Search Images Maps Play YouTube News Gmail Drive More »
Sign in
Screen reader users: click this link for accessible mode. Accessible mode has the same essential features but works better with your reader.

Patents

  1. Advanced Patent Search
Publication numberUS7944897 B2
Publication typeGrant
Application numberUS 11/589,519
Publication dateMay 17, 2011
Filing dateOct 30, 2006
Priority dateNov 3, 2005
Also published asUS20070116035
Publication number11589519, 589519, US 7944897 B2, US 7944897B2, US-B2-7944897, US7944897 B2, US7944897B2
InventorsHuai-Rong Shao, Chiu Ngo
Original AssigneeSamsung Electronics Co., Ltd.
Export CitationBiBTeX, EndNote, RefMan
External Links: USPTO, USPTO Assignment, Espacenet
Method and system for addressing channel access unfairness in IEEE 802.11n wireless networks
US 7944897 B2
Abstract
A method and system for communication in an IEEE 802.11n WLAN including L-stations and HT-stations, wherein a signaling field such as a small legacy format frame is appended at the end of a L-SIG TXOP Protection sequence in order to terminate the EIFS procedure at L-stations. This increases the probability for L-stations to obtain access to a shared communication channel relative to HT-stations.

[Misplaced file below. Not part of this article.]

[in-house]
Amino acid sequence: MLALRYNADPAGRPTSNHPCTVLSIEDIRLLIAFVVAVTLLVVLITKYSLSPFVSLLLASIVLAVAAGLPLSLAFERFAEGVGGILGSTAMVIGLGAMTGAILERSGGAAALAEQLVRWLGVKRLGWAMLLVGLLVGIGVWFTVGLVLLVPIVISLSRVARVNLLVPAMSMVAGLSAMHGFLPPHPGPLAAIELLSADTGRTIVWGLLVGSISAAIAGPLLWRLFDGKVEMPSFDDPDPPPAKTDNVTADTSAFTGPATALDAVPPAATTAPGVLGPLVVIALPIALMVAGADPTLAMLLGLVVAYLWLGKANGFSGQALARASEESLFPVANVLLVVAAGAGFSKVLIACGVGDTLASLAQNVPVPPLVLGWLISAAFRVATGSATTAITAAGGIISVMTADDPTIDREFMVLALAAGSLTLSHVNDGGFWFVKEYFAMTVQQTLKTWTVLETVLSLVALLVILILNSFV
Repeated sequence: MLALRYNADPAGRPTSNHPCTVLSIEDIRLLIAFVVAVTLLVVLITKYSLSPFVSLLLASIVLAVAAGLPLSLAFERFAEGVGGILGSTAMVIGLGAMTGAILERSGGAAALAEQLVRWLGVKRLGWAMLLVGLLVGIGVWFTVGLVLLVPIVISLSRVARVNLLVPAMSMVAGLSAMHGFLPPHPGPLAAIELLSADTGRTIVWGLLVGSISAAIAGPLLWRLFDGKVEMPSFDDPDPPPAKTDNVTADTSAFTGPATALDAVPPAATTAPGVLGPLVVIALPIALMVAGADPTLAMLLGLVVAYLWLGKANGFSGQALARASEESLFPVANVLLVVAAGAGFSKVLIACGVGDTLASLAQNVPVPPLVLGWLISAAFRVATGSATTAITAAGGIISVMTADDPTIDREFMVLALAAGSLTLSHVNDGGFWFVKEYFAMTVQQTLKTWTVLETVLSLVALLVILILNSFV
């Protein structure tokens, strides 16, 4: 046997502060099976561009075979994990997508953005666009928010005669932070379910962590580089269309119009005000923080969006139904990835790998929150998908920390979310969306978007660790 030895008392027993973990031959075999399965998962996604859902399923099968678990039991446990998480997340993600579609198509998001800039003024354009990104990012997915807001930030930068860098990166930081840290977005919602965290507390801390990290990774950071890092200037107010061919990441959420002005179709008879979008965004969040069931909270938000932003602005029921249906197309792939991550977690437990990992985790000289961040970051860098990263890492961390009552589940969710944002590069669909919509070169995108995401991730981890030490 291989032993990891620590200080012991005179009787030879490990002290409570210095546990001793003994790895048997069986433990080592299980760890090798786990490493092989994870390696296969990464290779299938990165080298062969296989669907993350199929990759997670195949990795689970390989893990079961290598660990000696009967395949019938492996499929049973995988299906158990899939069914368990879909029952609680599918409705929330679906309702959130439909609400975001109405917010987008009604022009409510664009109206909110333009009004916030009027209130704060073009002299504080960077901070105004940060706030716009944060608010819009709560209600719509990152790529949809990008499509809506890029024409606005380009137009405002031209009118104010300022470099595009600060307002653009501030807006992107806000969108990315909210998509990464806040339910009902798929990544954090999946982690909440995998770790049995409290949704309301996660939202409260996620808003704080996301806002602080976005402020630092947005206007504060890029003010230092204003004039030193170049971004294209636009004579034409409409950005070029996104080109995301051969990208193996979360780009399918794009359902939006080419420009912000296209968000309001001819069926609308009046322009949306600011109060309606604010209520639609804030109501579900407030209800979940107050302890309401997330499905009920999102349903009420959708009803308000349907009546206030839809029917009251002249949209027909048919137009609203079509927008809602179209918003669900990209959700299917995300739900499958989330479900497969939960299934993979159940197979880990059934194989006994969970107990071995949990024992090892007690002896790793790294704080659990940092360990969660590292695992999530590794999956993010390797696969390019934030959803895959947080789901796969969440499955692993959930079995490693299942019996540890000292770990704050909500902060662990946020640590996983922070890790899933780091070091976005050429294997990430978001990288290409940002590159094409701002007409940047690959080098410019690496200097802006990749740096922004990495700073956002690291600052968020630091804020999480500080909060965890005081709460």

Images(9)
Previous page
Next page
Claims(37)
1. A method of wireless communication in a wireless local area network (WLAN) including legacy stations (L-stations) and high-throughput stations (HT-stations), comprising the steps of:
initiating a legacy signal field (L-SIG) transmission opportunity protection (TXOP) Extended Physical Layer (PHY) Protection (EPP) sequence; and
appending a legacy frame comprising L-station legacy fields to the end of the L-SIG TXOP EPP sequence causing termination of an extended inter-frame space (EIFS) procedure at an L-station such that the L-station resumes normal channel access, wherein probability for the L-station to gain access to a shared communication channel relative to the HT-stations is increased, such that the L-SIG TXOP EPP sequence with the legacy frame reduces channel access unfairness in the WLAN, and the L-station legacy fields comprising legacy training fields (L-TFs) and a legacy signal field;
appending another legacy frame to the end of the L-SIG TXOP EPP sequence, wherein the step of appending another legacy frame to the end of the L-SIG TXOP EPP sequence enables L-stations which cannot hear the first legacy frame, to terminate the EIFS procedure, and
if the last frame in the L-SIG TXOP EPP sequence is shorter than the EIFS period, then setting the L-SIG TXOP EPP duration in the L-SIG to the end of the second to the last frame.
2. The method of claim 1 wherein the step of appending a legacy frame to the end of the L-SIG TXOP EPP sequence further includes the steps of appending a small legacy format frame at the end of the L-SIG TXOP EPP sequence.
3. The method of claim 1 wherein the L-SIG TXOP EPP sequence with the legacy frame reduces channel access unfairness in the WLAN caused by EIFS.
4. The method of claim 2 wherein the small legacy format frame at the end of an L-SIG TXOP EPP sequence comprises a CF-END frame according to the IEEE 802.11n specification.
5. The method of claim 2 wherein the small legacy format frame at the end of an L-SIG TXOP EPP sequence comprises a QoS-Null frame according to the IEEE 802.11e specification.
6. The method of claim 1 further comprising the step of transmitting the last frame in legacy format with legacy basic rate.